The AFL medical sub has been brought into contention once again as club’s have been suggested to be manipulating the rule to introduce a fresh player into the game.
Recently, Richmond’s Ben Miller was subbed from the game in the final quarter against Fremantle due to cramping, injecting livewire and small forward Maurice Rioli.
This prompted a debate surrounding the purpose of the rule and whether or not team’s have been using it to further their agenda, with high amounts of subbed players returning the following week.
AFL Doctors’ Association boss Barry Rigby has called on the AFL to review the rule, saying that players subbed out from matches should be ruled out for 12 days, eliminating the potential for tactical use.
“Generally speaking we would like to see the rule changed,” Rigby said
“We are concerned we can be under the microscope and under pressure to interchange a player for reasons other than medical reasons.
“We try to make decisions based on what is in the best interests of the health and safety of the player.
“We think that if you are going to have a rule that the player is subbed out and cannot play for 12 days along the lines of concussion, then that’s the rule. The player wouldn’t return for 12 days.”
EXCLUSIVE: AFL club doctors have called on the league to overhaul the sub rule over fears it is being manipulated for tactical reasons.
Story: https://t.co/TUP3SuBpGO pic.twitter.com/450hdf4HkY
— SuperFooty (AFL) (@superfooty) July 25, 2022
So far in 2022, there have been 23 instances where players have been subbed out of the game but lined up in the next match, putting the rule under the microscope – which states subbed players have been deemed by doctors to likely miss at least one game.
Earlier in the year, football personality Kane Cornes questioned the use of the AFL’s medical sub rule after several occasions this season where a subbed player has played the following the week.
“This medical sub was supposed to be only for an injured player who would not be allowed or available to play the following week,” Cornes said.
“So can we just scrap it? Because it’s one of the great grey areas in football.
“Either just have five on the bench or bring back the ridiculous normal sub, where you can use as a tactic and bring on whenever you like, it just means that player can’t come back on.”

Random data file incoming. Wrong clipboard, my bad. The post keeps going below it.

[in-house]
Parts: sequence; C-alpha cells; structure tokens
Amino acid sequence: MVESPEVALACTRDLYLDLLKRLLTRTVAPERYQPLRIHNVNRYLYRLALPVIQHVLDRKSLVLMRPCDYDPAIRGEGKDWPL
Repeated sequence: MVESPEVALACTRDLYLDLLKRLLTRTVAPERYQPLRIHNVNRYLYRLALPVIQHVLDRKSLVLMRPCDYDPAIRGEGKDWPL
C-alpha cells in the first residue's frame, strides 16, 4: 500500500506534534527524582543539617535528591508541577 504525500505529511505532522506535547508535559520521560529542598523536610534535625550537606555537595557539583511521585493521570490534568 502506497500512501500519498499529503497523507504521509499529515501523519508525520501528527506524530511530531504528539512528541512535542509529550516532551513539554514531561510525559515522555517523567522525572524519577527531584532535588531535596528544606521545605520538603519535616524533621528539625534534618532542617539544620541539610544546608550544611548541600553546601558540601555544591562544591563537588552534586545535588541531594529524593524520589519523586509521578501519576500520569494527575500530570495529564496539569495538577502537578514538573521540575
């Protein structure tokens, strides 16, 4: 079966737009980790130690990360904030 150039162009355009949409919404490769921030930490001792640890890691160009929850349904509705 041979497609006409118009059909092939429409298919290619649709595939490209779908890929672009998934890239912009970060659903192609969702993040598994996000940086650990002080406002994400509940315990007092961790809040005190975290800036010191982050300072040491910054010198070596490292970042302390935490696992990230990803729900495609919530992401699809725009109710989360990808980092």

Players subbed who played the following week:
|Round 1||Brisbane||Dayne Zorko||Foot|
|Round 1||Geelong||Jeremy Cameron||Hip pointer|
|Round 2||Richmond||Thomson Dow||Knee|
|Round 2||Hawthorn||Chad Wingard||Hamstring|
|Round 2||Port Adelaide||Trent McKenzie||Ankle|
|Round 3||Hawthorn||Jack Scrimshaw||Shoulder|
|Round 3||North Melbourne||Ben McKay||Quad|
|Round 3||West Coast||Jamaine Jones||Leg|
|Round 4||Gold Coast||Jy Farrar||Hamstring|
|Round 5||Collingwood||Darcy Cameron||Leg|
|Round 5||Gold Coast||Mabior Chol||Adductor|
|Round 6||Port Adelaide||Robbie Gray||Knee|
|Round 6||Essendon||Jayden Laverde||Knee|
|Round 7||Port Adelaide||Mitch Georgiades||Calf|
|Round 7||Gold Coast||Connor Budarick||Ankle|
|Round 10||North Melbourne||Curtis Taylor||Ribs|
|Round 10||West Coast||Luke Shuey||Back|
|Round 10||Collingwood||Mason Cox||Finger|
|Round 12||Brisbane||Darcy Gardiner||Ribs|
|Round 15||Brisbane||Jarryd Lyons||Chest|
|Round 16||Fremantle||Matt Taberner||Hamstring|
|Round 17||Carlton||Jack Newnes||Corked Leg|
|Round 17||North Melbourne||Jaidyn Stephenson||Hip|
After the completion of round 19, there was a total of 192 substitutes from the 18 teams.
Tally of players subbed who played the following week:
What is the AFL’s medical sub rule?
The introduction of the medical sub in the AFL was meant to provide clubs reprieve when a player of theirs was struck down by injury and ruled out of the game, allowing the 23rd player to take the field.
Club doctors were given the duty to protect the player, putting their health first, despite the desire to get back on the field and help the team.
Under AFL legislation, the rule was brought in under the assumption that “due to the nature of the injury sustained, it is reasonably determined the player will be medically unfit to participate in any match for at least the next 12 days.”
As a part of the process, the clubs must provide a medical certificate that is approved by the AFL to ensure the player’s wellbeing is put above all else.
More: Want more AFL? Watch Warriors On The Field celebrating Aboriginal Australia and its long history and association with the AFL. Streaming on AMAZON PRIME VIDEO